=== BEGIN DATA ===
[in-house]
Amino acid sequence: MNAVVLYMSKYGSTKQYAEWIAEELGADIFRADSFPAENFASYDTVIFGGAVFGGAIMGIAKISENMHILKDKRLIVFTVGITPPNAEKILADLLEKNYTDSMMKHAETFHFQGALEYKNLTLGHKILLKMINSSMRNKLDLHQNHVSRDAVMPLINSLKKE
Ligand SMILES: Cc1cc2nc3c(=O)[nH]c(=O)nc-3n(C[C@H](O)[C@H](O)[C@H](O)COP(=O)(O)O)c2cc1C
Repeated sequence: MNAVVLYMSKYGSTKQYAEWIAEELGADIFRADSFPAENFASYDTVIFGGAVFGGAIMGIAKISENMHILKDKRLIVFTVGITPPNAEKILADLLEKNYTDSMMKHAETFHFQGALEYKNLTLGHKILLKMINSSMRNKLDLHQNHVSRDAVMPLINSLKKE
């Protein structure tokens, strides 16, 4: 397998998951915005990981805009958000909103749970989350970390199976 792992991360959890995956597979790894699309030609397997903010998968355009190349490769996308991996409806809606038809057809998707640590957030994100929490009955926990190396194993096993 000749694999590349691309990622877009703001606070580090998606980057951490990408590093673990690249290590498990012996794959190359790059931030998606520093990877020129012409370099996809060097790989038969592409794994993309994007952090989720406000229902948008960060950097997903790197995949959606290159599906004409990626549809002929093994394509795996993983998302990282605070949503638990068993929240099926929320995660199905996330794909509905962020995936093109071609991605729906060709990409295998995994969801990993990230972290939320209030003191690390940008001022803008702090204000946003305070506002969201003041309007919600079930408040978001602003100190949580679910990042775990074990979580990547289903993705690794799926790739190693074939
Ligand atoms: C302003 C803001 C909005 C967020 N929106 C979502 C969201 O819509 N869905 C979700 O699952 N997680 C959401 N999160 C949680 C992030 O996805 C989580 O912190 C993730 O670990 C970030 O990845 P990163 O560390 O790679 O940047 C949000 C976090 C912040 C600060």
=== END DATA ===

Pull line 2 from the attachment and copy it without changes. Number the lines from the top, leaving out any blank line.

Amino acid sequence: MNAVVLYMSKYGSTKQYAEWIAEELGADIFRADSFPAENFASYDTVIFGGAVFGGAIMGIAKISENMHILKDKRLIVFTVGITPPNAEKILADLLEKNYTDSMMKHAETFHFQGALEYKNLTLGHKILLKMINSSMRNKLDLHQNHVSRDAVMPLINSLKKE